Lots of stuff happened in the world this week, but the top story in Israel was the loss of 10 young people (9 girls and a boy) who were swept away in a flash flood in the Judean Desert.
When I read the names and locations, it seemed that they were from all over Israel – places I’d heard of, places I hadn’t heard of. It’s always hard to wrap your head around the idea that all the kids belong to everyone, but this is a case where I think it’s entirely true. All of these kids touched people in their communities and were together on a bonding trip before their pre-army academy.
The nation has responded for “our children.” The kids drowned on Wednesday and by Friday, the head of the academy and a teacher were arrested.
Flash floods are serious in Israel. The rain falls hard and fast in Jerusalem. A short time later all the water is gushing down wadis and into the Dead Sea.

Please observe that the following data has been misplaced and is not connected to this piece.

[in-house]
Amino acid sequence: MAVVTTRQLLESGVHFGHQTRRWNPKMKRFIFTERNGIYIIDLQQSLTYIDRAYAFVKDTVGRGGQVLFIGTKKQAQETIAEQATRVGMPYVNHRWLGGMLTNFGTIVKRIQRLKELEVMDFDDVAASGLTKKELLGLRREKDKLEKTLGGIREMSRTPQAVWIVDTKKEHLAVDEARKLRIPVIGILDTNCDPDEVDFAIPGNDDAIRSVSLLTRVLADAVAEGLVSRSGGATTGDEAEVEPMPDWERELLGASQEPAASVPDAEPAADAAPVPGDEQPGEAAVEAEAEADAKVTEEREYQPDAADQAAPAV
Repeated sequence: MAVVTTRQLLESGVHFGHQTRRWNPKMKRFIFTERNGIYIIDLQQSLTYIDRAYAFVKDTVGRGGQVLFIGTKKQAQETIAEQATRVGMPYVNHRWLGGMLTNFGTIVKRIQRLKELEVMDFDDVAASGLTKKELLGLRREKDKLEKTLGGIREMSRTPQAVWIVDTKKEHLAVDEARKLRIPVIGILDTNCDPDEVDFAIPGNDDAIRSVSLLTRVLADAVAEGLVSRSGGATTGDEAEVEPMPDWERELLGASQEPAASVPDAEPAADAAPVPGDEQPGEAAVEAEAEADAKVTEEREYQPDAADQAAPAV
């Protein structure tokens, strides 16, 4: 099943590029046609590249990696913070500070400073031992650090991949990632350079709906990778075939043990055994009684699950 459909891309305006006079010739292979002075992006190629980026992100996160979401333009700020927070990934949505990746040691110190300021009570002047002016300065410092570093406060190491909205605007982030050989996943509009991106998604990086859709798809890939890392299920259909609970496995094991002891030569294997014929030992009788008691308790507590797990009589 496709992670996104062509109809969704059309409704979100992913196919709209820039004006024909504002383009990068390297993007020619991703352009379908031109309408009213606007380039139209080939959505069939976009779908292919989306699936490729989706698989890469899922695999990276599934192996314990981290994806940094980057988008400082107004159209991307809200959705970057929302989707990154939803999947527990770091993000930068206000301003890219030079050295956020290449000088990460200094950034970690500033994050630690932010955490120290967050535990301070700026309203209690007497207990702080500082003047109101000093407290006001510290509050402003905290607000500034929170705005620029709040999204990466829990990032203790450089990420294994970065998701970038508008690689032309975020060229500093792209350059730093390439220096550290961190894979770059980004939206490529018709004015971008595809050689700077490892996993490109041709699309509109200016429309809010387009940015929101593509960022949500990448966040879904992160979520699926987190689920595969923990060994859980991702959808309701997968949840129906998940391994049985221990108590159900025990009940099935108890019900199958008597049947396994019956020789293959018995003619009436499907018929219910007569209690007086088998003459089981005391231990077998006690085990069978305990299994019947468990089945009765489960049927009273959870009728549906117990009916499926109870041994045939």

On Wednesday afternoon, I hopped on a bus to get home and within 30 seconds, the skies opened up and the rain started pounding. A few minutes later it was hailing.
By the time we got to Emek Refaim (it’s a valley and a water tends to back up), traffic slowed down because people weren’t sure if their cars could get through the puddles. All of us on the bus were, for the moment, enjoying the scene. We were dry and we didn’t have to drive.
My street is just slightly above the valley, so armed with the umbrella I knew to bring with me in the morning, I thought I’d get home relatively dryish. Nope.
The lower part of the street had water coming up past the rims on cars’ hubcaps. I got off the bus here and had to fight rain and ford puddles like they were rivers. I was WET.
The source of the river was right here. I was getting too wet, so I put my camera away and just did my best to get home. The rest of the night was spent counting the seconds between the lightning and thunder.
These pictures were taken after 20-30 minutes of torrential rain in the city. Multiply this water, funnel it into a narrow canyon, and send it speeding down the mountain. And that’s a flash flood.
And for those 10 that were lost this week, may their memories be a blessing to all who knew them.